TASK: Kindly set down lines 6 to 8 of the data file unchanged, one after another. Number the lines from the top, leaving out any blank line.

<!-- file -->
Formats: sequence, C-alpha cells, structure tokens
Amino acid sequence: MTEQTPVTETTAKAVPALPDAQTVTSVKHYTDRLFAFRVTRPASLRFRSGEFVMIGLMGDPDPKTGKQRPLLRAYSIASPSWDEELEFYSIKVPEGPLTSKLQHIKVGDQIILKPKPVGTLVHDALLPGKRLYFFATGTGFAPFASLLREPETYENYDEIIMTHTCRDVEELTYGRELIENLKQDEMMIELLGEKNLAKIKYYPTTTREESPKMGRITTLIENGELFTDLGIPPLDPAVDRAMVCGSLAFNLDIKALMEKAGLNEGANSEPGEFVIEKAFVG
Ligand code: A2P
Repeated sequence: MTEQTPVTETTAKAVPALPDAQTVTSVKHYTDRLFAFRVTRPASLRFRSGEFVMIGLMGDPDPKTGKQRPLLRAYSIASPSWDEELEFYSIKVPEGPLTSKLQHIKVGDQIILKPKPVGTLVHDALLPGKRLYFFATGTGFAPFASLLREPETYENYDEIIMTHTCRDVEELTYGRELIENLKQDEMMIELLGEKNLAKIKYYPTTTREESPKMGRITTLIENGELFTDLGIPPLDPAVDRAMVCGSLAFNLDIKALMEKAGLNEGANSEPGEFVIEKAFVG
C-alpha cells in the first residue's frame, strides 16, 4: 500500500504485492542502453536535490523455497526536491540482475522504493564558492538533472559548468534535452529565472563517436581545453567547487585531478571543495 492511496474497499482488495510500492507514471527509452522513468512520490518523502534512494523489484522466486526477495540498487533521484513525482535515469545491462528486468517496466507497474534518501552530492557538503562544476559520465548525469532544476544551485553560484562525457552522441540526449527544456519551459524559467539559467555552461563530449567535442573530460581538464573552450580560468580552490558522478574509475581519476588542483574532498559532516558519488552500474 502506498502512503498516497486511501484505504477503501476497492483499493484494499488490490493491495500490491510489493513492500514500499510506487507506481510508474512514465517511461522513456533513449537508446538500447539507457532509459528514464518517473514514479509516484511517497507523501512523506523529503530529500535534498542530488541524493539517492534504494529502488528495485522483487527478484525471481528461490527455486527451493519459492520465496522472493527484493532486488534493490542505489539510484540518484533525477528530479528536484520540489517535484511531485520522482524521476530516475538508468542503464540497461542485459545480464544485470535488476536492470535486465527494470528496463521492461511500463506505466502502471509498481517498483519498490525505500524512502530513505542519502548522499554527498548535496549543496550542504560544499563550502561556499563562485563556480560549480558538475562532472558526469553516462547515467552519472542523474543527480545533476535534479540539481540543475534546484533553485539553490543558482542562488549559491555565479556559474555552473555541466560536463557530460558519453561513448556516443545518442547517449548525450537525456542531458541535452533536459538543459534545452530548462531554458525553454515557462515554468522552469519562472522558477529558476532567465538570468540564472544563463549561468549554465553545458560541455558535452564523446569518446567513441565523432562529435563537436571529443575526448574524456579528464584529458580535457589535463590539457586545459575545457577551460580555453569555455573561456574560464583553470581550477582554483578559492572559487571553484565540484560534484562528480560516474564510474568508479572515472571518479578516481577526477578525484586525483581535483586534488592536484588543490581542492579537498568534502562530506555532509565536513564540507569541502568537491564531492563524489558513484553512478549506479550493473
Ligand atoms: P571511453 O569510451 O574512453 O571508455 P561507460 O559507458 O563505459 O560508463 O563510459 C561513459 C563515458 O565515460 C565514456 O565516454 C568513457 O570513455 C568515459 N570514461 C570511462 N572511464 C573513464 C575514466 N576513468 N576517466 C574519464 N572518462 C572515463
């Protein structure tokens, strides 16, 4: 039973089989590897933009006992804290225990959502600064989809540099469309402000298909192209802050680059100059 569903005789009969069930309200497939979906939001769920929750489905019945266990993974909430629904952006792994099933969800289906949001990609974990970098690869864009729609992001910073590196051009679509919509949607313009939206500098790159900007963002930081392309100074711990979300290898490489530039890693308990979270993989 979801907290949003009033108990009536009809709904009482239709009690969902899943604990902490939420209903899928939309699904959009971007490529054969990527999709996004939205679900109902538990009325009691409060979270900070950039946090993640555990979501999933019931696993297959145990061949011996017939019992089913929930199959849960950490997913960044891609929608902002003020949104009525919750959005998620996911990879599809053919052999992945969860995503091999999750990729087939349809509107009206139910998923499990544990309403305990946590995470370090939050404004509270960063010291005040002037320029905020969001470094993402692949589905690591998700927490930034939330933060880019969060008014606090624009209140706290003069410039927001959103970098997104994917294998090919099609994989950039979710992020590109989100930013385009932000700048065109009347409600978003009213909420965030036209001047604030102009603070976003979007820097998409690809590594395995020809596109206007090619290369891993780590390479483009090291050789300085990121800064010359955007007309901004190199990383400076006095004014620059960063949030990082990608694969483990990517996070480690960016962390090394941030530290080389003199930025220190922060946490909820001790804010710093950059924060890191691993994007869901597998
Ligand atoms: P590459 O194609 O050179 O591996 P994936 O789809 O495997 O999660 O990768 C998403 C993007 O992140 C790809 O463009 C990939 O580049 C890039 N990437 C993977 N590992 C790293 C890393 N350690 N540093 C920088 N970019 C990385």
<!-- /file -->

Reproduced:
Ligand atoms: P571511453 O569510451 O574512453 O571508455 P561507460 O559507458 O563505459 O560508463 O563510459 C561513459 C563515458 O565515460 C565514456 O565516454 C568513457 O570513455 C568515459 N570514461 C570511462 N572511464 C573513464 C575514466 N576513468 N576517466 C574519464 N572518462 C572515463
């Protein structure tokens, strides 16, 4: 039973089989590897933009006992804290225990959502600064989809540099469309402000298909192209802050680059100059 569903005789009969069930309200497939979906939001769920929750489905019945266990993974909430629904952006792994099933969800289906949001990609974990970098690869864009729609992001910073590196051009679509919509949607313009939206500098790159900007963002930081392309100074711990979300290898490489530039890693308990979270993989 979801907290949003009033108990009536009809709904009482239709009690969902899943604990902490939420209903899928939309699904959009971007490529054969990527999709996004939205679900109902538990009325009691409060979270900070950039946090993640555990979501999933019931696993297959145990061949011996017939019992089913929930199959849960950490997913960044891609929608902002003020949104009525919750959005998620996911990879599809053919052999992945969860995503091999999750990729087939349809509107009206139910998923499990544990309403305990946590995470370090939050404004509270960063010291005040002037320029905020969001470094993402692949589905690591998700927490930034939330933060880019969060008014606090624009209140706290003069410039927001959103970098997104994917294998090919099609994989950039979710992020590109989100930013385009932000700048065109009347409600978003009213909420965030036209001047604030102009603070976003979007820097998409690809590594395995020809596109206007090619290369891993780590390479483009090291050789300085990121800064010359955007007309901004190199990383400076006095004014620059960063949030990082990608694969483990990517996070480690960016962390090394941030530290080389003199930025220190922060946490909820001790804010710093950059924060890191691993994007869901597998
Ligand atoms: P590459 O194609 O050179 O591996 P994936 O789809 O495997 O999660 O990768 C998403 C993007 O992140 C790809 O463009 C990939 O580049 C890039 N990437 C993977 N590992 C790293 C890393 N350690 N540093 C920088 N970019 C990385």